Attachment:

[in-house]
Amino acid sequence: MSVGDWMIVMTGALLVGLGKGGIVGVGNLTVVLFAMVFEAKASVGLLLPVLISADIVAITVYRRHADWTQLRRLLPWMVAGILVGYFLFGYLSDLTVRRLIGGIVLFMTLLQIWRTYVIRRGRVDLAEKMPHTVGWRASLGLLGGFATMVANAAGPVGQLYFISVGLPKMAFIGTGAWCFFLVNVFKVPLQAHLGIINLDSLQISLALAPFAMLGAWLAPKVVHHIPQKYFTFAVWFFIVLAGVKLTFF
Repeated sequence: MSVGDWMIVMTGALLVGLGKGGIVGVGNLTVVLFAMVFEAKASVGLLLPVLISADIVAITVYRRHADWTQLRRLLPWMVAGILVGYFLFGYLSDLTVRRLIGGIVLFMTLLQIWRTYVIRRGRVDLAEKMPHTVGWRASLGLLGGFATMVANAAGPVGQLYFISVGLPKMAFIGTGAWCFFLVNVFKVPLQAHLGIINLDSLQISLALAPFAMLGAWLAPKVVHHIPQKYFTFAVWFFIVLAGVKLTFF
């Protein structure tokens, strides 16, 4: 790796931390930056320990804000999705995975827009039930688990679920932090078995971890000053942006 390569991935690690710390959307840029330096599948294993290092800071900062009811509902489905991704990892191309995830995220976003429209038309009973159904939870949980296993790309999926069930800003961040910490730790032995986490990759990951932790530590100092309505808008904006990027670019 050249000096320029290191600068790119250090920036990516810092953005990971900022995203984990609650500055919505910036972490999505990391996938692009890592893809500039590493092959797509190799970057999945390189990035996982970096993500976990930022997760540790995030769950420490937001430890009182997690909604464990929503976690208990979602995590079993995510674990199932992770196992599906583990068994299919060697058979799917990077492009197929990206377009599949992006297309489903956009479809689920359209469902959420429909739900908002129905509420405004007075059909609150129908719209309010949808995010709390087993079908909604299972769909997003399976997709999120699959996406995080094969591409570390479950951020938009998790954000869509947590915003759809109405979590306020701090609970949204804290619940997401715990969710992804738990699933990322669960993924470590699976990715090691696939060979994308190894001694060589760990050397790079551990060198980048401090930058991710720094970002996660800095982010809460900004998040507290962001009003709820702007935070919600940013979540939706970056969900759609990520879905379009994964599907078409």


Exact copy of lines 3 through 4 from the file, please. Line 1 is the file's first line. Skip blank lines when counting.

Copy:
Repeated sequence: MSVGDWMIVMTGALLVGLGKGGIVGVGNLTVVLFAMVFEAKASVGLLLPVLISADIVAITVYRRHADWTQLRRLLPWMVAGILVGYFLFGYLSDLTVRRLIGGIVLFMTLLQIWRTYVIRRGRVDLAEKMPHTVGWRASLGLLGGFATMVANAAGPVGQLYFISVGLPKMAFIGTGAWCFFLVNVFKVPLQAHLGIINLDSLQISLALAPFAMLGAWLAPKVVHHIPQKYFTFAVWFFIVLAGVKLTFF
């Protein structure tokens, strides 16, 4: 790796931390930056320990804000999705995975827009039930688990679920932090078995971890000053942006 390569991935690690710390959307840029330096599948294993290092800071900062009811509902489905991704990892191309995830995220976003429209038309009973159904939870949980296993790309999926069930800003961040910490730790032995986490990759990951932790530590100092309505808008904006990027670019 050249000096320029290191600068790119250090920036990516810092953005990971900022995203984990609650500055919505910036972490999505990391996938692009890592893809500039590493092959797509190799970057999945390189990035996982970096993500976990930022997760540790995030769950420490937001430890009182997690909604464990929503976690208990979602995590079993995510674990199932992770196992599906583990068994299919060697058979799917990077492009197929990206377009599949992006297309489903956009479809689920359209469902959420429909739900908002129905509420405004007075059909609150129908719209309010949808995010709390087993079908909604299972769909997003399976997709999120699959996406995080094969591409570390479950951020938009998790954000869509947590915003759809109405979590306020701090609970949204804290619940997401715990969710992804738990699933990322669960993924470590699976990715090691696939060979994308190894001694060589760990050397790079551990060198980048401090930058991710720094970002996660800095982010809460900004998040507290962001009003709820702007935070919600940013979540939706970056969900759609990520879905379009994964599907078409």